Now, I'm a fan of the genre. The Road Warrior, Escape From New York, The Omega Man, and The Blood of Heroes (or Salute of the Jugger in the UK...either way it's an incredibly underrated film). All genre flicks dealing with some kind of apocalypse, whether it be zombies or war or crime. Whatever. The exact nature of the apocalypse doesn't really matter. It's all about the struggle for survival. So with that in mind, I was pretty excited to see both flicks. Not "go see them in the theater" excited, but excited nonetheless.
The Road did a lot of things right. The viewer isn't told what happened before. About what happened to the planet or the nation or whatever. There are glimpses in the form of flashbacks, but those have more to do with setting the tone and explaining the single-minded nature of the protagonist of the film. No names are used. The man is credited as "Man", his son is credited as "Boy". No names are needed. Whatever happened to the planet has done away with such niceties.
It's a bleak and disheartening portrayal of the descent of mankind into the most basic animal from which we came. Yet it's also filled with hope. It's all that these characters can cling to. The man is doing everything that he can possibly do to survive. To help his son survive. They need to keep moving. Maybe there is life further south, further east, further. And even with that hope...it's depressing as all hell. It's interesting and well-done, but it's really just numbingly depressing.
The Book of Eli was a much more polished Hollywood-type production. Bigger stars, bigger budget and much bigger action sequences. In this film, we are told what happened to the world. It was war and it was complete destruction. "The Flash" burned a whole in the atmosphere and left humanity at the mercy of the Sun. We are led to believe that it was a religious war, and the film itself is loaded with religious references, as you could probably tell from the title. It's religion that helped wipe us out, it will be religion that will help us rebuild. I'm not sure I liked that theme, but if you buy the premise yadda yadda yadda.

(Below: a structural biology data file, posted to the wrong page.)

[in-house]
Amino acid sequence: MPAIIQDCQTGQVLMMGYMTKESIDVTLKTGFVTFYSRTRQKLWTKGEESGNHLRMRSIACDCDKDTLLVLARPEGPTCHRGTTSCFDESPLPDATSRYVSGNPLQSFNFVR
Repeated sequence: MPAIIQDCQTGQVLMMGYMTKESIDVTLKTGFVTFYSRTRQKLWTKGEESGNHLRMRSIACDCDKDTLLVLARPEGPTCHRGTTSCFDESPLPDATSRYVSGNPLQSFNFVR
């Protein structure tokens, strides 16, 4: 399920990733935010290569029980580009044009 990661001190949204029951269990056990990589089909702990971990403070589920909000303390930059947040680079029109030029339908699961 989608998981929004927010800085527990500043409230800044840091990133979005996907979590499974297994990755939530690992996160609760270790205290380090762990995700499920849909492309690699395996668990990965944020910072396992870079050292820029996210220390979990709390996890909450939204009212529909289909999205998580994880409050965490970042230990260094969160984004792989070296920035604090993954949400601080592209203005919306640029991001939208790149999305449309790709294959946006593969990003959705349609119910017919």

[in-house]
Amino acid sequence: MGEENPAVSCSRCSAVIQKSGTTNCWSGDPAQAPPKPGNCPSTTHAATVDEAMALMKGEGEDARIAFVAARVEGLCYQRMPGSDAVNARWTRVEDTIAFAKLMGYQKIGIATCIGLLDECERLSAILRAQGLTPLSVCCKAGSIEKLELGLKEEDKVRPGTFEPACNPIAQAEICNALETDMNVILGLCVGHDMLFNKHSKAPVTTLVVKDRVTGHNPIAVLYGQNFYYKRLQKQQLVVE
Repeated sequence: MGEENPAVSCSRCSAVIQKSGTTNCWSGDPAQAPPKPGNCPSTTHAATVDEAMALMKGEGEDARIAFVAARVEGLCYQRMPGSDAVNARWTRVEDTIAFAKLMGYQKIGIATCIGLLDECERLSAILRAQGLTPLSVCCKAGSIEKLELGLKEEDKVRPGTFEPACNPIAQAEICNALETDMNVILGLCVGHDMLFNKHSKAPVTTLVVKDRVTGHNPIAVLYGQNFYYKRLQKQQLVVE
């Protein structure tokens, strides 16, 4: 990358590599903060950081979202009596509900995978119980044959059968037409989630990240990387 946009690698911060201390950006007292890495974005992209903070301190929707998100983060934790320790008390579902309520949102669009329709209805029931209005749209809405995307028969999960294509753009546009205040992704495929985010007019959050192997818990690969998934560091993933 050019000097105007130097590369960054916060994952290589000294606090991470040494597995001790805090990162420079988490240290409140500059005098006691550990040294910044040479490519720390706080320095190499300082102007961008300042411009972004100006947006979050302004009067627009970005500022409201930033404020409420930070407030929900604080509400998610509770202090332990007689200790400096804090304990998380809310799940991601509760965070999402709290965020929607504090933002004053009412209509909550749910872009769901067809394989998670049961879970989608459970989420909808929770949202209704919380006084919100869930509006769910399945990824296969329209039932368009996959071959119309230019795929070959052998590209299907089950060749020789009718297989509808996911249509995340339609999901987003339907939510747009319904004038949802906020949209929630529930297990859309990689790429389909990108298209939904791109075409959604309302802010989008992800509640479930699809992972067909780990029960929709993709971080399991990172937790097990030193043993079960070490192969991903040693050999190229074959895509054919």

Denzel's Eli is a compelling central figure. A lone warrior (with a bad-ass sword/machete) following the word of God westward to a place where he can share his faith with those who deserve it. Gary Oldman is your stereotypical post-apocalyptic warlord with a few intellectual flourishes. In a lot of ways, The Book of Eli felt more like an old Western than a post-apoc flick. Especially once Oldman's character and frontier town entered the picture. At that point, the whole film turned into a bit of a derivative mess. An enjoyable one, but still a derivative mess.
So I have a hard time picking which film I enjoyed more. I thought about The Road for much longer after it was over than The Book of Eli, but it was just so bleak, so disturbing that it lessened my enjoyment while actually watching it. And The Book of Eli was almost fun in comparison, in a bleak and disturbing kinda way. Does that make any sense?
Let's say that The Road had a better story and may have been a better film, but The Book of Eli offered a more enjoyable viewing experience. Deal?
___________________________________________________Note: Remember to play the Badgerdaddy Trivia Challenge every day. What's the plural of apocalypse? Apocalypsi?